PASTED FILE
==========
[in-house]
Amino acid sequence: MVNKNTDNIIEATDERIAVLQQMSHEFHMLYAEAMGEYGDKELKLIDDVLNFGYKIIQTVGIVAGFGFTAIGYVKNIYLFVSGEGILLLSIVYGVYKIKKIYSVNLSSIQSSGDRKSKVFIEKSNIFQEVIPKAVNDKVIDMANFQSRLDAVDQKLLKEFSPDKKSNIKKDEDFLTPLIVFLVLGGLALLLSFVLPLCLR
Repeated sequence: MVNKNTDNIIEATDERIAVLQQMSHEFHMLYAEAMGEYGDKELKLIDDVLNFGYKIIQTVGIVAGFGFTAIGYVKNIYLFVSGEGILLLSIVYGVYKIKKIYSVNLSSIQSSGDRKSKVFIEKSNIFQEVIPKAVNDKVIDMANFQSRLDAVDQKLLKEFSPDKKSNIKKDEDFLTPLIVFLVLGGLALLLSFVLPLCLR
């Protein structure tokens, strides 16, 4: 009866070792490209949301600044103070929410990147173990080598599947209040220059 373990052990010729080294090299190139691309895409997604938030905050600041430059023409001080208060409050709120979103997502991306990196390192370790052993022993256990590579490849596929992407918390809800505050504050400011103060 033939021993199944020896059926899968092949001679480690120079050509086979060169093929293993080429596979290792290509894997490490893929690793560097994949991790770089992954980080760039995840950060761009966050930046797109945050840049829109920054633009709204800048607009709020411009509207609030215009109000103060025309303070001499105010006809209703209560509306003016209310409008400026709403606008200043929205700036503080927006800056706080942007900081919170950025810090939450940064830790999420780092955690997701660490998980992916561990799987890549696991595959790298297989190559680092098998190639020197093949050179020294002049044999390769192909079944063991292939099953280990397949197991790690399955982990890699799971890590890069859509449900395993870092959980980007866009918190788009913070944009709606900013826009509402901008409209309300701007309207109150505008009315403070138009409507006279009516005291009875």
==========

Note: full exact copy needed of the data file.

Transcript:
[in-house]
Amino acid sequence: MVNKNTDNIIEATDERIAVLQQMSHEFHMLYAEAMGEYGDKELKLIDDVLNFGYKIIQTVGIVAGFGFTAIGYVKNIYLFVSGEGILLLSIVYGVYKIKKIYSVNLSSIQSSGDRKSKVFIEKSNIFQEVIPKAVNDKVIDMANFQSRLDAVDQKLLKEFSPDKKSNIKKDEDFLTPLIVFLVLGGLALLLSFVLPLCLR
Repeated sequence: MVNKNTDNIIEATDERIAVLQQMSHEFHMLYAEAMGEYGDKELKLIDDVLNFGYKIIQTVGIVAGFGFTAIGYVKNIYLFVSGEGILLLSIVYGVYKIKKIYSVNLSSIQSSGDRKSKVFIEKSNIFQEVIPKAVNDKVIDMANFQSRLDAVDQKLLKEFSPDKKSNIKKDEDFLTPLIVFLVLGGLALLLSFVLPLCLR
């Protein structure tokens, strides 16, 4: 009866070792490209949301600044103070929410990147173990080598599947209040220059 373990052990010729080294090299190139691309895409997604938030905050600041430059023409001080208060409050709120979103997502991306990196390192370790052993022993256990590579490849596929992407918390809800505050504050400011103060 033939021993199944020896059926899968092949001679480690120079050509086979060169093929293993080429596979290792290509894997490490893929690793560097994949991790770089992954980080760039995840950060761009966050930046797109945050840049829109920054633009709204800048607009709020411009509207609030215009109000103060025309303070001499105010006809209703209560509306003016209310409008400026709403606008200043929205700036503080927006800056706080942007900081919170950025810090939450940064830790999420780092955690997701660490998980992916561990799987890549696991595959790298297989190559680092098998190639020197093949050179020294002049044999390769192909079944063991292939099953280990397949197991790690399955982990890699799971890590890069859509449900395993870092959980980007866009918190788009913070944009709606900013826009509402901008409209309300701007309207109150505008009315403070138009409507006279009516005291009875």